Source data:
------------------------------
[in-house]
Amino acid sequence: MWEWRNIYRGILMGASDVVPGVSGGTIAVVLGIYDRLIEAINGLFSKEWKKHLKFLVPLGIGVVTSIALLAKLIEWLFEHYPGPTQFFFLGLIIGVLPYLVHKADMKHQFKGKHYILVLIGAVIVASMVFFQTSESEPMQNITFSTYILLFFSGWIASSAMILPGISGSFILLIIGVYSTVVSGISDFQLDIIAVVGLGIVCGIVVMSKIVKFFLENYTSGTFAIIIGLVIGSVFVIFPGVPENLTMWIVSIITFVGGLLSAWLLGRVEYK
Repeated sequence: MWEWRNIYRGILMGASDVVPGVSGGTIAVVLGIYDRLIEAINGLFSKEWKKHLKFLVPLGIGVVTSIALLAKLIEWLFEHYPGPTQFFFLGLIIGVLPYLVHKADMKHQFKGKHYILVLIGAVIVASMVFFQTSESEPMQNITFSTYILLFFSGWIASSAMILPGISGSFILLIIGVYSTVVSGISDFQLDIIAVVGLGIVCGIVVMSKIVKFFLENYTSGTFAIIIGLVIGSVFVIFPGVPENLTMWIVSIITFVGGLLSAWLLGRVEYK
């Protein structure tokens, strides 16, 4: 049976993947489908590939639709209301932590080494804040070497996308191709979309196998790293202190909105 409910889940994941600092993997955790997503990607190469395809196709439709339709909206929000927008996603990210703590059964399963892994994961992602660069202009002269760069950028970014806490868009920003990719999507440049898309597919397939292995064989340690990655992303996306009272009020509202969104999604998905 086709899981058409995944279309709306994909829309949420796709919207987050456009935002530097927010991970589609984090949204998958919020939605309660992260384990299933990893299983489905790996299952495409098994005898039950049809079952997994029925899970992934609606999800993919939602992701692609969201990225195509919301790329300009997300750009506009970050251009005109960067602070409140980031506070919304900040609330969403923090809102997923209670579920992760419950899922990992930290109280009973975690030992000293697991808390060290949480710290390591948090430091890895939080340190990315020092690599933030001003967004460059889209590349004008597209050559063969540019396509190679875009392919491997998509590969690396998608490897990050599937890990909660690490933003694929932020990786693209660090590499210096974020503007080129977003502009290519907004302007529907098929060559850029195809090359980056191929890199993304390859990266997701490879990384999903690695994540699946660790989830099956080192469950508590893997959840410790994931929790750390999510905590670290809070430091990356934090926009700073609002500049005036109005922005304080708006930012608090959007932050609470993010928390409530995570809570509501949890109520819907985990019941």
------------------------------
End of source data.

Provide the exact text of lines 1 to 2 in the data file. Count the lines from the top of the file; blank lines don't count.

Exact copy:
[in-house]
Amino acid sequence: MWEWRNIYRGILMGASDVVPGVSGGTIAVVLGIYDRLIEAINGLFSKEWKKHLKFLVPLGIGVVTSIALLAKLIEWLFEHYPGPTQFFFLGLIIGVLPYLVHKADMKHQFKGKHYILVLIGAVIVASMVFFQTSESEPMQNITFSTYILLFFSGWIASSAMILPGISGSFILLIIGVYSTVVSGISDFQLDIIAVVGLGIVCGIVVMSKIVKFFLENYTSGTFAIIIGLVIGSVFVIFPGVPENLTMWIVSIITFVGGLLSAWLLGRVEYK